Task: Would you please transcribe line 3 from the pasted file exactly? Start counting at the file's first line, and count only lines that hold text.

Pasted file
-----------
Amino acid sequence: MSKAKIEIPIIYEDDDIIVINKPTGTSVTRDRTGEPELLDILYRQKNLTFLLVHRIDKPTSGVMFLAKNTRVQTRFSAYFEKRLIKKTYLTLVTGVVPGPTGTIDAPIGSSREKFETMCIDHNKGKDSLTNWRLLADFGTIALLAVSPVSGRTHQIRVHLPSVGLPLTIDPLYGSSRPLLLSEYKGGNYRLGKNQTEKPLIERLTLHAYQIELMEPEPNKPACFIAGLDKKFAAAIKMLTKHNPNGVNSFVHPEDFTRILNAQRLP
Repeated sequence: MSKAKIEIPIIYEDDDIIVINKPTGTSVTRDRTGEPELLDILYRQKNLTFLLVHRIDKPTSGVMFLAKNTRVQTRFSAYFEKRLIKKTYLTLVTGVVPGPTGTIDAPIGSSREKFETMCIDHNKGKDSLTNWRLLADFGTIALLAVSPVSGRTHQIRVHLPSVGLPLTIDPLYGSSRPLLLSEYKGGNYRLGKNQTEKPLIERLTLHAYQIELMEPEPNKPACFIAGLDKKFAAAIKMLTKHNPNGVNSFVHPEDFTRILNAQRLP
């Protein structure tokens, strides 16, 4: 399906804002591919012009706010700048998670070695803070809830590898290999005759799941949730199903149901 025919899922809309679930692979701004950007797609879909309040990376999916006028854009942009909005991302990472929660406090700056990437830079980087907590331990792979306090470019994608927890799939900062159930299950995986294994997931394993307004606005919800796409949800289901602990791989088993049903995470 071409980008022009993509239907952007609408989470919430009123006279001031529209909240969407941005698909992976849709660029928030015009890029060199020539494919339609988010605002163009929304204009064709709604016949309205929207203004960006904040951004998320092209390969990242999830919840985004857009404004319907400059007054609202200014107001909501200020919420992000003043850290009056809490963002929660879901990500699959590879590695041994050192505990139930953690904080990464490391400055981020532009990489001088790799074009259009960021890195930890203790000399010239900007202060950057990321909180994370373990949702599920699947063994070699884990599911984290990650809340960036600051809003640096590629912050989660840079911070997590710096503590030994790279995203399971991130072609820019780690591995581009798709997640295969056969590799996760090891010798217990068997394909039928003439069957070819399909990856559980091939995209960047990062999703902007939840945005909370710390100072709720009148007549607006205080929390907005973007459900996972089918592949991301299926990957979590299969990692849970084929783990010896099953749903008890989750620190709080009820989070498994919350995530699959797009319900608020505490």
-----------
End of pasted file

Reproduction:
């Protein structure tokens, strides 16, 4: 399906804002591919012009706010700048998670070695803070809830590898290999005759799941949730199903149901 025919899922809309679930692979701004950007797609879909309040990376999916006028854009942009909005991302990472929660406090700056990437830079980087907590331990792979306090470019994608927890799939900062159930299950995986294994997931394993307004606005919800796409949800289901602990791989088993049903995470 071409980008022009993509239907952007609408989470919430009123006279001031529209909240969407941005698909992976849709660029928030015009890029060199020539494919339609988010605002163009929304204009064709709604016949309205929207203004960006904040951004998320092209390969990242999830919840985004857009404004319907400059007054609202200014107001909501200020919420992000003043850290009056809490963002929660879901990500699959590879590695041994050192505990139930953690904080990464490391400055981020532009990489001088790799074009259009960021890195930890203790000399010239900007202060950057990321909180994370373990949702599920699947063994070699884990599911984290990650809340960036600051809003640096590629912050989660840079911070997590710096503590030994790279995203399971991130072609820019780690591995581009798709997640295969056969590799996760090891010798217990068997394909039928003439069957070819399909990856559980091939995209960047990062999703902007939840945005909370710390100072709720009148007549607006205080929390907005973007459900996972089918592949991301299926990957979590299969990692849970084929783990010896099953749903008890989750620190709080009820989070498994919350995530699959797009319900608020505490």